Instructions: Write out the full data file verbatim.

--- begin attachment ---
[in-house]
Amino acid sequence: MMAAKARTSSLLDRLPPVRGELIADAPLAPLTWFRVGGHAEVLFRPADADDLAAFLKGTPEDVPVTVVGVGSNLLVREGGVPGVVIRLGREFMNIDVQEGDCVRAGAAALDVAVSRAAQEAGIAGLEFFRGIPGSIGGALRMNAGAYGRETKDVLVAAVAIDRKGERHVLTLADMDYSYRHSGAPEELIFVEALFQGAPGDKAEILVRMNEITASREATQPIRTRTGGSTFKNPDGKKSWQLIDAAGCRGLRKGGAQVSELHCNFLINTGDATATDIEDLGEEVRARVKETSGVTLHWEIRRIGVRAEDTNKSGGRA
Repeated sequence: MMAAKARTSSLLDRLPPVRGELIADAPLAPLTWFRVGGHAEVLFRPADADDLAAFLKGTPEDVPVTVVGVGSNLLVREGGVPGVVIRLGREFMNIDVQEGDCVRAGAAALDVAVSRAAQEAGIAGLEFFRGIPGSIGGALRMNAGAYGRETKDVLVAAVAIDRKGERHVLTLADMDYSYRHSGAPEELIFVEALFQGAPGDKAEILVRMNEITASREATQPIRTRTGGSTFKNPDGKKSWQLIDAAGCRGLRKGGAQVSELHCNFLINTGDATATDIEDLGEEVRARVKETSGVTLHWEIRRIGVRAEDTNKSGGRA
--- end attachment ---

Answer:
[in-house]
Amino acid sequence: MMAAKARTSSLLDRLPPVRGELIADAPLAPLTWFRVGGHAEVLFRPADADDLAAFLKGTPEDVPVTVVGVGSNLLVREGGVPGVVIRLGREFMNIDVQEGDCVRAGAAALDVAVSRAAQEAGIAGLEFFRGIPGSIGGALRMNAGAYGRETKDVLVAAVAIDRKGERHVLTLADMDYSYRHSGAPEELIFVEALFQGAPGDKAEILVRMNEITASREATQPIRTRTGGSTFKNPDGKKSWQLIDAAGCRGLRKGGAQVSELHCNFLINTGDATATDIEDLGEEVRARVKETSGVTLHWEIRRIGVRAEDTNKSGGRA
Repeated sequence: MMAAKARTSSLLDRLPPVRGELIADAPLAPLTWFRVGGHAEVLFRPADADDLAAFLKGTPEDVPVTVVGVGSNLLVREGGVPGVVIRLGREFMNIDVQEGDCVRAGAAALDVAVSRAAQEAGIAGLEFFRGIPGSIGGALRMNAGAYGRETKDVLVAAVAIDRKGERHVLTLADMDYSYRHSGAPEELIFVEALFQGAPGDKAEILVRMNEITASREATQPIRTRTGGSTFKNPDGKKSWQLIDAAGCRGLRKGGAQVSELHCNFLINTGDATATDIEDLGEEVRARVKETSGVTLHWEIRRIGVRAEDTNKSGGRA